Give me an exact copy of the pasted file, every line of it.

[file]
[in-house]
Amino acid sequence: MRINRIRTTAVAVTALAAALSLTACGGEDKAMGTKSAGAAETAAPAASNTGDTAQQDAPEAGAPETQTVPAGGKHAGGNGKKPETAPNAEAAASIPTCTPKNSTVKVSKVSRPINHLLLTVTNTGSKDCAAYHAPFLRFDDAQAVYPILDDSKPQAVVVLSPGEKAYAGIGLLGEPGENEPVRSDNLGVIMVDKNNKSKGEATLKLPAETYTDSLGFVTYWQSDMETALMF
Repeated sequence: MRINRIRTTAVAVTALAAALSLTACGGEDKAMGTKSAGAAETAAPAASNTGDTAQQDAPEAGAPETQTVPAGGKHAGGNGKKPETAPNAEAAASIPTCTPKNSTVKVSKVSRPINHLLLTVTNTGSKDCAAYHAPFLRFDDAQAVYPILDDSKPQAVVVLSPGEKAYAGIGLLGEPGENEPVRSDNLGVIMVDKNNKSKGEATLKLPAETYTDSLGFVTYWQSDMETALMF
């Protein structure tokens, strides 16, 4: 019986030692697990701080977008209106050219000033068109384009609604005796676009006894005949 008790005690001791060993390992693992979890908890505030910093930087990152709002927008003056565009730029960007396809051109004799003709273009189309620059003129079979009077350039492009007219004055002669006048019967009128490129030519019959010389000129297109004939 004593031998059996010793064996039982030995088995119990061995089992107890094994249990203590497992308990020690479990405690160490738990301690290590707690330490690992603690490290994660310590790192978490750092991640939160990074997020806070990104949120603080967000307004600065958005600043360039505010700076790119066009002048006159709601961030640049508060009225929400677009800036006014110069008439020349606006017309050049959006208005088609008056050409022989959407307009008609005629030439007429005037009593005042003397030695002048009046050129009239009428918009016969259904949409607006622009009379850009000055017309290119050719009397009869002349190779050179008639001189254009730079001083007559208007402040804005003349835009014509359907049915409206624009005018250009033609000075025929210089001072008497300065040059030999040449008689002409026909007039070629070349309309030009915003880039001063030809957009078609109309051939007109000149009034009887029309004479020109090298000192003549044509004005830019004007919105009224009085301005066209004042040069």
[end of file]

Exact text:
[in-house]
Amino acid sequence: MRINRIRTTAVAVTALAAALSLTACGGEDKAMGTKSAGAAETAAPAASNTGDTAQQDAPEAGAPETQTVPAGGKHAGGNGKKPETAPNAEAAASIPTCTPKNSTVKVSKVSRPINHLLLTVTNTGSKDCAAYHAPFLRFDDAQAVYPILDDSKPQAVVVLSPGEKAYAGIGLLGEPGENEPVRSDNLGVIMVDKNNKSKGEATLKLPAETYTDSLGFVTYWQSDMETALMF
Repeated sequence: MRINRIRTTAVAVTALAAALSLTACGGEDKAMGTKSAGAAETAAPAASNTGDTAQQDAPEAGAPETQTVPAGGKHAGGNGKKPETAPNAEAAASIPTCTPKNSTVKVSKVSRPINHLLLTVTNTGSKDCAAYHAPFLRFDDAQAVYPILDDSKPQAVVVLSPGEKAYAGIGLLGEPGENEPVRSDNLGVIMVDKNNKSKGEATLKLPAETYTDSLGFVTYWQSDMETALMF
């Protein structure tokens, strides 16, 4: 019986030692697990701080977008209106050219000033068109384009609604005796676009006894005949 008790005690001791060993390992693992979890908890505030910093930087990152709002927008003056565009730029960007396809051109004799003709273009189309620059003129079979009077350039492009007219004055002669006048019967009128490129030519019959010389000129297109004939 004593031998059996010793064996039982030995088995119990061995089992107890094994249990203590497992308990020690479990405690160490738990301690290590707690330490690992603690490290994660310590790192978490750092991640939160990074997020806070990104949120603080967000307004600065958005600043360039505010700076790119066009002048006159709601961030640049508060009225929400677009800036006014110069008439020349606006017309050049959006208005088609008056050409022989959407307009008609005629030439007429005037009593005042003397030695002048009046050129009239009428918009016969259904949409607006622009009379850009000055017309290119050719009397009869002349190779050179008639001189254009730079001083007559208007402040804005003349835009014509359907049915409206624009005018250009033609000075025929210089001072008497300065040059030999040449008689002409026909007039070629070349309309030009915003880039001063030809957009078609109309051939007109000149009034009887029309004479020109090298000192003549044509004005830019004007919105009224009085301005066209004042040069």